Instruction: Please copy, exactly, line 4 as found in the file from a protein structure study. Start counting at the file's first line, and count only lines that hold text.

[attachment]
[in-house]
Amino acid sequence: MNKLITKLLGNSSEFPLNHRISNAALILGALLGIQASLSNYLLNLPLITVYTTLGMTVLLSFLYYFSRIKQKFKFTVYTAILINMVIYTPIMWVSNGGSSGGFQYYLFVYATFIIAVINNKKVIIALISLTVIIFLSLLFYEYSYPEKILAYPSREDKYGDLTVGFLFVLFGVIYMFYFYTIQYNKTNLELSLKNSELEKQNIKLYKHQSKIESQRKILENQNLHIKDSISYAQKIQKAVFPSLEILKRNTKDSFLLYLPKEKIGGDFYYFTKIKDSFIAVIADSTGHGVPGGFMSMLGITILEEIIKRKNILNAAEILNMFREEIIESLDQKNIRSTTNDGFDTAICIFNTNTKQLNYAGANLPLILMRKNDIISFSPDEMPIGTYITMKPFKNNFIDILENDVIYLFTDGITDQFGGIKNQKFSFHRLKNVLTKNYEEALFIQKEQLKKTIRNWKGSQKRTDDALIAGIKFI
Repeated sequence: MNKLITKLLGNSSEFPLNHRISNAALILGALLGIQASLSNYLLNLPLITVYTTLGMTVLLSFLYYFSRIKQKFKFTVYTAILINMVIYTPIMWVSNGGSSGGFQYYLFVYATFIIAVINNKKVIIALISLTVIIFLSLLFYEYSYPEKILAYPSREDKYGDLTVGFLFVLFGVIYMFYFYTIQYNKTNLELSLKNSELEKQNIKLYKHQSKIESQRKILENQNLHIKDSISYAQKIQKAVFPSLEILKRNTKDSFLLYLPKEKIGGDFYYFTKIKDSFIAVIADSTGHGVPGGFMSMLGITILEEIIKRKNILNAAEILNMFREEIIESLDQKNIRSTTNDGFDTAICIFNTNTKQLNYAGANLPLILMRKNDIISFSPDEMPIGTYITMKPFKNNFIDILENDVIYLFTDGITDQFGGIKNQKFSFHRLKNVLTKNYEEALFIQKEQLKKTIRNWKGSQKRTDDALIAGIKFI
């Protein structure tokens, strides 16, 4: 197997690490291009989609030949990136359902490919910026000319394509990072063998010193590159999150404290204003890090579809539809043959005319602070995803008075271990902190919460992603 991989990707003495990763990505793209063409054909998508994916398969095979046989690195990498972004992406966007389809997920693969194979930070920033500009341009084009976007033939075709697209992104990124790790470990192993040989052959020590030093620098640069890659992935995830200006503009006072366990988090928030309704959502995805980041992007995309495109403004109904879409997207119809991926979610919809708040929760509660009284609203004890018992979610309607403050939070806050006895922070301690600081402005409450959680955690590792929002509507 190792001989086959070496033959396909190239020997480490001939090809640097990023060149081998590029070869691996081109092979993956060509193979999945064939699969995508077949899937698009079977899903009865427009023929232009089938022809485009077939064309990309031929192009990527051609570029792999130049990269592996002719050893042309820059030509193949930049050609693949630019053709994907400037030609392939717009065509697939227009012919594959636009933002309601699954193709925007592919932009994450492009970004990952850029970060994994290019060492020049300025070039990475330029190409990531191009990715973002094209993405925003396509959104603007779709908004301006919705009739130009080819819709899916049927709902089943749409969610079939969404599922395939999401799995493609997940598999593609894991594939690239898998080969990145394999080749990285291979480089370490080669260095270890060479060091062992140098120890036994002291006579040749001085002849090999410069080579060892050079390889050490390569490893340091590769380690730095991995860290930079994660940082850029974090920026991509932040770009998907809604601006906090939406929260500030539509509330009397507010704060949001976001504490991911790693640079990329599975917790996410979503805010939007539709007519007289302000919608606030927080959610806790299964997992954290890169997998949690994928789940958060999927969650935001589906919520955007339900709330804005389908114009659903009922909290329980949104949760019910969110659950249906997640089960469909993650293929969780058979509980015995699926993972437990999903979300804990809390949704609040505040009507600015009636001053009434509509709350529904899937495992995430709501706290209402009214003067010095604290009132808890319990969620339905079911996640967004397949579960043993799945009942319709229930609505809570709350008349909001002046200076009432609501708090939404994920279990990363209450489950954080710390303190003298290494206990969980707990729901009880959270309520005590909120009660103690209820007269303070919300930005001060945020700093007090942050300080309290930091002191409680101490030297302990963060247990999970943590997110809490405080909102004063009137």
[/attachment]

């Protein structure tokens, strides 16, 4: 197997690490291009989609030949990136359902490919910026000319394509990072063998010193590159999150404290204003890090579809539809043959005319602070995803008075271990902190919460992603 991989990707003495990763990505793209063409054909998508994916398969095979046989690195990498972004992406966007389809997920693969194979930070920033500009341009084009976007033939075709697209992104990124790790470990192993040989052959020590030093620098640069890659992935995830200006503009006072366990988090928030309704959502995805980041992007995309495109403004109904879409997207119809991926979610919809708040929760509660009284609203004890018992979610309607403050939070806050006895922070301690600081402005409450959680955690590792929002509507 190792001989086959070496033959396909190239020997480490001939090809640097990023060149081998590029070869691996081109092979993956060509193979999945064939699969995508077949899937698009079977899903009865427009023929232009089938022809485009077939064309990309031929192009990527051609570029792999130049990269592996002719050893042309820059030509193949930049050609693949630019053709994907400037030609392939717009065509697939227009012919594959636009933002309601699954193709925007592919932009994450492009970004990952850029970060994994290019060492020049300025070039990475330029190409990531191009990715973002094209993405925003396509959104603007779709908004301006919705009739130009080819819709899916049927709902089943749409969610079939969404599922395939999401799995493609997940598999593609894991594939690239898998080969990145394999080749990285291979480089370490080669260095270890060479060091062992140098120890036994002291006579040749001085002849090999410069080579060892050079390889050490390569490893340091590769380690730095991995860290930079994660940082850029974090920026991509932040770009998907809604601006906090939406929260500030539509509330009397507010704060949001976001504490991911790693640079990329599975917790996410979503805010939007539709007519007289302000919608606030927080959610806790299964997992954290890169997998949690994928789940958060999927969650935001589906919520955007339900709330804005389908114009659903009922909290329980949104949760019910969110659950249906997640089960469909993650293929969780058979509980015995699926993972437990999903979300804990809390949704609040505040009507600015009636001053009434509509709350529904899937495992995430709501706290209402009214003067010095604290009132808890319990969620339905079911996640967004397949579960043993799945009942319709229930609505809570709350008349909001002046200076009432609501708090939404994920279990990363209450489950954080710390303190003298290494206990969980707990729901009880959270309520005590909120009660103690209820007269303070919300930005001060945020700093007090942050300080309290930091002191409680101490030297302990963060247990999970943590997110809490405080909102004063009137």